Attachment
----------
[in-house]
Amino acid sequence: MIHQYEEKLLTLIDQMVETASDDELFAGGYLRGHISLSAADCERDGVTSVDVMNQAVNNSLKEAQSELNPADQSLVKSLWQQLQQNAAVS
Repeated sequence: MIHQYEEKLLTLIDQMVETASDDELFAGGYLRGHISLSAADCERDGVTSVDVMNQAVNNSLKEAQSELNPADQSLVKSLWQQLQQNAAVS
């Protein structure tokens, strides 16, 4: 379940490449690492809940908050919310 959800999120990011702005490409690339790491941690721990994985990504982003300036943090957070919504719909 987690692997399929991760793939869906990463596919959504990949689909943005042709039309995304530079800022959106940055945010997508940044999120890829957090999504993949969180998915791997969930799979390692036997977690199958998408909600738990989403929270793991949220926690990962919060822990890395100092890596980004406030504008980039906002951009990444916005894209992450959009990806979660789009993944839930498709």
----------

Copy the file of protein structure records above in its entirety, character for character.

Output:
[in-house]
Amino acid sequence: MIHQYEEKLLTLIDQMVETASDDELFAGGYLRGHISLSAADCERDGVTSVDVMNQAVNNSLKEAQSELNPADQSLVKSLWQQLQQNAAVS
Repeated sequence: MIHQYEEKLLTLIDQMVETASDDELFAGGYLRGHISLSAADCERDGVTSVDVMNQAVNNSLKEAQSELNPADQSLVKSLWQQLQQNAAVS
């Protein structure tokens, strides 16, 4: 379940490449690492809940908050919310 959800999120990011702005490409690339790491941690721990994985990504982003300036943090957070919504719909 987690692997399929991760793939869906990463596919959504990949689909943005042709039309995304530079800022959106940055945010997508940044999120890829957090999504993949969180998915791997969930799979390692036997977690199958998408909600738990989403929270793991949220926690990962919060822990890395100092890596980004406030504008980039906002951009990444916005894209992450959009990806979660789009993944839930498709």